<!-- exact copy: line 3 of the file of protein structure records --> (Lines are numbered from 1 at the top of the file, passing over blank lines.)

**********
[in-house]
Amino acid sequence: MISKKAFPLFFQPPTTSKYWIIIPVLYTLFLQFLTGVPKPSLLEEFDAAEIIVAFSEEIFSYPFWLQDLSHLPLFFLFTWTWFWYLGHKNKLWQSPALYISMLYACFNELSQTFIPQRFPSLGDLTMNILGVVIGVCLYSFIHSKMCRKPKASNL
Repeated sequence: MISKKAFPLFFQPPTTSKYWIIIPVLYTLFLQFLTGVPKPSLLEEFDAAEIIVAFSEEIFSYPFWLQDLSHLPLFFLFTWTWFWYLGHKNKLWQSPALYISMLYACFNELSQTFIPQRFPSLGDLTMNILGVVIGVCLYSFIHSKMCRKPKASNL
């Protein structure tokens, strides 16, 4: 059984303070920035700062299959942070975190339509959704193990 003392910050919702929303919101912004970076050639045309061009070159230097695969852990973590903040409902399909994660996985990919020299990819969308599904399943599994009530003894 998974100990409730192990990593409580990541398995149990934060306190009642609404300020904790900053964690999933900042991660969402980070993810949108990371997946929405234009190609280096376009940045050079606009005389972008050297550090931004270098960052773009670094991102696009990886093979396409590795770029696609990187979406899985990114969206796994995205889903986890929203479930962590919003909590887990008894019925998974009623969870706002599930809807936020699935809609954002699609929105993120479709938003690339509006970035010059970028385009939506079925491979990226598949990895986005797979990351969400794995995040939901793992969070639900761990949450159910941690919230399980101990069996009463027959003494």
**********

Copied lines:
Repeated sequence: MISKKAFPLFFQPPTTSKYWIIIPVLYTLFLQFLTGVPKPSLLEEFDAAEIIVAFSEEIFSYPFWLQDLSHLPLFFLFTWTWFWYLGHKNKLWQSPALYISMLYACFNELSQTFIPQRFPSLGDLTMNILGVVIGVCLYSFIHSKMCRKPKASNL